Some analysts tell us not to worry: global economic integration itself protects us against war, they argue, because successful trading economies won’t risk their prosperity by engaging in military adventurism. But this, too, raises unpleasant historical memories.My fear would be that Krugman is right. In particular the necessity for all governments to act sensibly is not an idea that history gives us much reason to believe in.
Shortly before World War I another British author, Norman Angell, published a famous book titled “The Great Illusion,” in which he argued that war had become obsolete, that in the modern industrial era even military victors lose far more than they gain. He was right — but wars kept happening anyway.
So are the foundations of the second global economy any more solid than those of the first? In some ways, yes. For example, war among the nations of Western Europe really does seem inconceivable now, not so much because of economic ties as because of shared democratic values.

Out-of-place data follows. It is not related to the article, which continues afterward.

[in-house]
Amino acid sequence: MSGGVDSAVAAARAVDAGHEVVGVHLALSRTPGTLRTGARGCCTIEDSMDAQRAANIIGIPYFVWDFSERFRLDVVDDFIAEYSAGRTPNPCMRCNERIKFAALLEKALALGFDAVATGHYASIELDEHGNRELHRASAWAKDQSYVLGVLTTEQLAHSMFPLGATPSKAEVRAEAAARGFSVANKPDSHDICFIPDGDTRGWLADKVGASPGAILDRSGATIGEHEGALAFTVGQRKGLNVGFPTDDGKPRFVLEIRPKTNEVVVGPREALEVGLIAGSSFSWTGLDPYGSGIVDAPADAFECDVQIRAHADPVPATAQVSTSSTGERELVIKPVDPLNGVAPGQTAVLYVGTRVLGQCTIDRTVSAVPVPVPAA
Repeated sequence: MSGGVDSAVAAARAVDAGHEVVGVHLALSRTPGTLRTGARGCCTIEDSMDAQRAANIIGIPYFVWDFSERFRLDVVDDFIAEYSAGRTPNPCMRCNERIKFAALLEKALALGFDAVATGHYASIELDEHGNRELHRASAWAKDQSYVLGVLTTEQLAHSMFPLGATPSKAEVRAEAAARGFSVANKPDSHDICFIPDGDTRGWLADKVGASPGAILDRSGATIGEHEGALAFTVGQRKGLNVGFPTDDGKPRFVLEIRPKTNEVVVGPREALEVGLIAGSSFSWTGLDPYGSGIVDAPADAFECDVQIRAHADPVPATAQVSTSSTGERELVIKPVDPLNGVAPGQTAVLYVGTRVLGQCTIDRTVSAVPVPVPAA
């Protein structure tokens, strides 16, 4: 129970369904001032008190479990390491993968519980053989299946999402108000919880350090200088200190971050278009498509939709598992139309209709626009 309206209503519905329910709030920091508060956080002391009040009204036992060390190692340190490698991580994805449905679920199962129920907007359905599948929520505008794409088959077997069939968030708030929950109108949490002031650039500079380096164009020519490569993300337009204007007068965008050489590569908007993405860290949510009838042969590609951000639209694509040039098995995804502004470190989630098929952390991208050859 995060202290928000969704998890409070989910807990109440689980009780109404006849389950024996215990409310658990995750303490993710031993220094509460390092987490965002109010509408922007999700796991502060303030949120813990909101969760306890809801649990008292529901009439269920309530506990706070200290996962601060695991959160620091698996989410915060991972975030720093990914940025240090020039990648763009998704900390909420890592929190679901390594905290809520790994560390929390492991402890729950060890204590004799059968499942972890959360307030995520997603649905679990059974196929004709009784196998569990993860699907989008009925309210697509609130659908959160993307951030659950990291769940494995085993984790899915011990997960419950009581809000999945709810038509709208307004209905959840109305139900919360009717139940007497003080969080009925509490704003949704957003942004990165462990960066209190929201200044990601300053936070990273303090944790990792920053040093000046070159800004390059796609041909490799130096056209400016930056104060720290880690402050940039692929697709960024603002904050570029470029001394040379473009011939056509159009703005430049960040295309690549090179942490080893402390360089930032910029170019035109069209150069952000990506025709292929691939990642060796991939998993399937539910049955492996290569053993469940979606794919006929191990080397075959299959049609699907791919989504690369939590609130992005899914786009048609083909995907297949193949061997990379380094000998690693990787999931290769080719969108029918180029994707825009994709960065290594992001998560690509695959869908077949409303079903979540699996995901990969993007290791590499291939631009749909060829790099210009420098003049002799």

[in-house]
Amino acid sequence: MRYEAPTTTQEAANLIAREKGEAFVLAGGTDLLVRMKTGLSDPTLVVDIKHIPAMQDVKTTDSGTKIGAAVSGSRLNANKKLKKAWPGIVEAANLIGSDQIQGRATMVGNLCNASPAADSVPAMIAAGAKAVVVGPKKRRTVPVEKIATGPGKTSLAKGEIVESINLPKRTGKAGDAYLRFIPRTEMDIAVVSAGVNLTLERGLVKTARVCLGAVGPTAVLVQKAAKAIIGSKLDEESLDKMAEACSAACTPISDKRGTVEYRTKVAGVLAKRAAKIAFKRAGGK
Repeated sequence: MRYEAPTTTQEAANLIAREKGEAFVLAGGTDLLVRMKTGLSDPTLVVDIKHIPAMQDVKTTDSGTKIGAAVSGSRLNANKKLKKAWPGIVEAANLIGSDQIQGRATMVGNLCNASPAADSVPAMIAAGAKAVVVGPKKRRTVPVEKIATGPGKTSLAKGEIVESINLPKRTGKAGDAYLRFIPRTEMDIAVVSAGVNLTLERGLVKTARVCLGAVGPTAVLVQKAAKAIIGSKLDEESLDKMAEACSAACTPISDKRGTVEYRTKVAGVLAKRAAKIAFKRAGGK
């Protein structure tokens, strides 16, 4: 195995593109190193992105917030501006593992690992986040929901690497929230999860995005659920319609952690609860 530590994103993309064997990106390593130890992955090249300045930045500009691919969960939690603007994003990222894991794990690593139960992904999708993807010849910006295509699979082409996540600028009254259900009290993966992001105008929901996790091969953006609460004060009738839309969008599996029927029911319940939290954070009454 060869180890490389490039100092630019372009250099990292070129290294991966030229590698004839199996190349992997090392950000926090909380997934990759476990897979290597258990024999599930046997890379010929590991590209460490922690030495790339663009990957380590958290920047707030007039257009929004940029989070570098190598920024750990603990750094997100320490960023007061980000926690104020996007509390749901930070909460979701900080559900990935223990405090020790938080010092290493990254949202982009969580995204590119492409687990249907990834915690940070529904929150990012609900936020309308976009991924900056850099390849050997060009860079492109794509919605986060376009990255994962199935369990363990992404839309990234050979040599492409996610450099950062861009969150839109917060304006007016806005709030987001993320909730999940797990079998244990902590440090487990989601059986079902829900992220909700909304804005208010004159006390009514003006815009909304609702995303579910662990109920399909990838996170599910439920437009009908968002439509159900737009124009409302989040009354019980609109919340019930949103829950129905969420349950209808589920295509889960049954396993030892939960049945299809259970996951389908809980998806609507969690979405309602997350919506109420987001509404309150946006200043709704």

Much of the world, however, including nations that play a key role in the global economy, doesn’t share those values. Most of us have proceeded on the belief that, at least as far as economics goes, this doesn’t matter — that we can count on world trade continuing to flow freely simply because it’s so profitable. But that’s not a safe assumption. [...]
But the belief that economic rationality always prevents war is an equally great illusion. And today’s high degree of global economic interdependence, which can be sustained only if all major governments act sensibly, is more fragile than we imagine.
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